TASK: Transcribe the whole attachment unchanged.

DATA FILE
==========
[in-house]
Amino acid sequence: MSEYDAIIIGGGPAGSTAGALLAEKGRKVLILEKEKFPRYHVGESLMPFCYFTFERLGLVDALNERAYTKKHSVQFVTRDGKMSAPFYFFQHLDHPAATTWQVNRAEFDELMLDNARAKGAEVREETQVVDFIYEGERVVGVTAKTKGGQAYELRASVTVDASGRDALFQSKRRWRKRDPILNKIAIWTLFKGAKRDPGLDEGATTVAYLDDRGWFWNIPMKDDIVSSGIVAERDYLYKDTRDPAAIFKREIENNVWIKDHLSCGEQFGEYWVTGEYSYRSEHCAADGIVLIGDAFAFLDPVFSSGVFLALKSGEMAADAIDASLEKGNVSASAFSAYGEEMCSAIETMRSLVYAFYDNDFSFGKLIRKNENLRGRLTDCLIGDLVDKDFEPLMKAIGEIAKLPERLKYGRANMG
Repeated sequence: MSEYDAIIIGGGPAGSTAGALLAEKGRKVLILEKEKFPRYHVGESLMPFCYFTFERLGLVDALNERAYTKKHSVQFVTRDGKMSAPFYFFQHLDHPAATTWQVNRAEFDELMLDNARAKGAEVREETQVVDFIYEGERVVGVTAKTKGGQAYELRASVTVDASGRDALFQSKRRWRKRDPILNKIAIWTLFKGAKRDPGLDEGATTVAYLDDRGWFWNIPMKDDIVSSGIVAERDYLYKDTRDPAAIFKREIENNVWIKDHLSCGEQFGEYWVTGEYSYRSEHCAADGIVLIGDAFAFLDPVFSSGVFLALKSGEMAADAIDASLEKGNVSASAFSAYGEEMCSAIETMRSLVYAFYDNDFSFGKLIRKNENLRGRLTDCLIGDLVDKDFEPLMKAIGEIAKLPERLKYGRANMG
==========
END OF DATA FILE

[in-house]
Amino acid sequence: MSEYDAIIIGGGPAGSTAGALLAEKGRKVLILEKEKFPRYHVGESLMPFCYFTFERLGLVDALNERAYTKKHSVQFVTRDGKMSAPFYFFQHLDHPAATTWQVNRAEFDELMLDNARAKGAEVREETQVVDFIYEGERVVGVTAKTKGGQAYELRASVTVDASGRDALFQSKRRWRKRDPILNKIAIWTLFKGAKRDPGLDEGATTVAYLDDRGWFWNIPMKDDIVSSGIVAERDYLYKDTRDPAAIFKREIENNVWIKDHLSCGEQFGEYWVTGEYSYRSEHCAADGIVLIGDAFAFLDPVFSSGVFLALKSGEMAADAIDASLEKGNVSASAFSAYGEEMCSAIETMRSLVYAFYDNDFSFGKLIRKNENLRGRLTDCLIGDLVDKDFEPLMKAIGEIAKLPERLKYGRANMG
Repeated sequence: MSEYDAIIIGGGPAGSTAGALLAEKGRKVLILEKEKFPRYHVGESLMPFCYFTFERLGLVDALNERAYTKKHSVQFVTRDGKMSAPFYFFQHLDHPAATTWQVNRAEFDELMLDNARAKGAEVREETQVVDFIYEGERVVGVTAKTKGGQAYELRASVTVDASGRDALFQSKRRWRKRDPILNKIAIWTLFKGAKRDPGLDEGATTVAYLDDRGWFWNIPMKDDIVSSGIVAERDYLYKDTRDPAAIFKREIENNVWIKDHLSCGEQFGEYWVTGEYSYRSEHCAADGIVLIGDAFAFLDPVFSSGVFLALKSGEMAADAIDASLEKGNVSASAFSAYGEEMCSAIETMRSLVYAFYDNDFSFGKLIRKNENLRGRLTDCLIGDLVDKDFEPLMKAIGEIAKLPERLKYGRANMG